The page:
“Yes, I’m a Republican, he’s a Republican,” Mr. Adelson said in a brief interview. “He’s our nominee. Whoever the nominee would turn out to be, any one of the 17 — he was one of the 17. He won fair and square.”
Mr. Adelson made the comments while at a gala dinner in Manhattan for the World Values Network, a Jewish organization.
Mr. Trump went after Mr. Adelson on Twitter in October, writing that the donor wanted to make Senator Marco Rubio of Florida “his perfect little puppet.” But Mr. Trump also courted him; the two men met in December. Mr. Adelson later said that they discussed Israel and that he found Mr. Trump to be “very charming.”
Mr. Adelson ultimately stayed neutral through the past few months of nominating contests.
Mr. Adelson said on Thursday that he had spoken to Mr. Trump recently, but did not elaborate about the timing or nature of their communication. He told another journalist that he thinks that Mr. Trump “will be good for Israel.”
Mr. Adelson’s voice of support was particularly notable given that the Republican Jewish Coalition, a group he has funded heavily, suggested after Mr. Trump became the presumptive nominee that it is focusing mostly on preserving “critical” GOP gains in the House and the Senate.
Also on Thursday, Gov. Pete Ricketts of Nebraska, whose family helped finance a “super PAC” devoted solely to stopping Donald J. Trump, will endorse the Republican Party’s standard-bearer at an Omaha rally on Friday, an aide confirmed.
Taylor Gage, a spokesman for the governor, said Mr. Ricketts would appear and give remarks at the event with Mr. Trump.
The governor “has said for months that he would support the Republican nominee,” Mr. Gage said.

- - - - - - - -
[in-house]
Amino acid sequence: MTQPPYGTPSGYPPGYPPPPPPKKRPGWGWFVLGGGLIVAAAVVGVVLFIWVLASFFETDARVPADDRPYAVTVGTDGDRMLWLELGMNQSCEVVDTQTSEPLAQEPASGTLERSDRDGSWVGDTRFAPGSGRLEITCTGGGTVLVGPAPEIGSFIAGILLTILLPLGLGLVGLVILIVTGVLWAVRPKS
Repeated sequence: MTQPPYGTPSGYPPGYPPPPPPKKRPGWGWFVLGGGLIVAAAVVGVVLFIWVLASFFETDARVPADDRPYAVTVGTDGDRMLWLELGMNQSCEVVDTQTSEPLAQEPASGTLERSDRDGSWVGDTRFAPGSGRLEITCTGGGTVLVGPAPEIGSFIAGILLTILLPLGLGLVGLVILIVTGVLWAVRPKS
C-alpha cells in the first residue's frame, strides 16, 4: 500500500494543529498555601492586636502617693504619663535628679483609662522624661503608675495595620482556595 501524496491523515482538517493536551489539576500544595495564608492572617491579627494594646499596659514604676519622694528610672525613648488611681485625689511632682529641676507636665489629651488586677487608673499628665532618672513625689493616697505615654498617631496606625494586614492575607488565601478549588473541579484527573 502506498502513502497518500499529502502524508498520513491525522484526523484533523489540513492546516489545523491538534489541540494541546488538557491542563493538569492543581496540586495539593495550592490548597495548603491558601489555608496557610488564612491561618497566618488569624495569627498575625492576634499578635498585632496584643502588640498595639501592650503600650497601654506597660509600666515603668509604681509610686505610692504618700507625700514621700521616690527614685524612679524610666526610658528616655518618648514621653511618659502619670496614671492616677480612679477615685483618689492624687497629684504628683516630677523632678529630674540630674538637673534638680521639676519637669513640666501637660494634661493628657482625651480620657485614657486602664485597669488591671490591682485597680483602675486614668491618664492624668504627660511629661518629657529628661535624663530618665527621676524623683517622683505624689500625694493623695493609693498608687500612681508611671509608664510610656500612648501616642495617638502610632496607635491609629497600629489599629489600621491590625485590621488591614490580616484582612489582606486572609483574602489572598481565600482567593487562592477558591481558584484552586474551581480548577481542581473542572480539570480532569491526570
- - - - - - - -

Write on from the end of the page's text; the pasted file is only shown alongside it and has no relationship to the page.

Members of the Ricketts family donated millions of dollars to the Our Principles PAC and seeded its earliest efforts at denying Mr. Trump the nomination. The PAC is still active, but it spent lightly in the Indiana primary, which Mr. Trump won soundly on Tuesday night.
Mr. Trump also won support from a former rival and the former Texas governor, Rick Perry, who told CNN on Thursday that he would try to help Mr. Trump and was open to being his vice-presidential nominee.
Mr. Perry had carved out early territory in the presidential race last summer by describing Mr. Trump as a “cancer on conservatism.” But Mr. Trump essentially rolled over him, claiming him as an early victim of his own candidacy.
Mr. Perry told CNN he would do everything he could to help Mr. Trump.
Those endorsements came on the same day that the House speaker, Paul Ryan of Wisconsin, said he was not prepared to support the nominee yet. Mary Matalin, a former adviser to Dick Cheney, told Bloomberg Politics that she had switched her registration to Libertarian.
Author: Thomas Kaplan and Maggie Haberman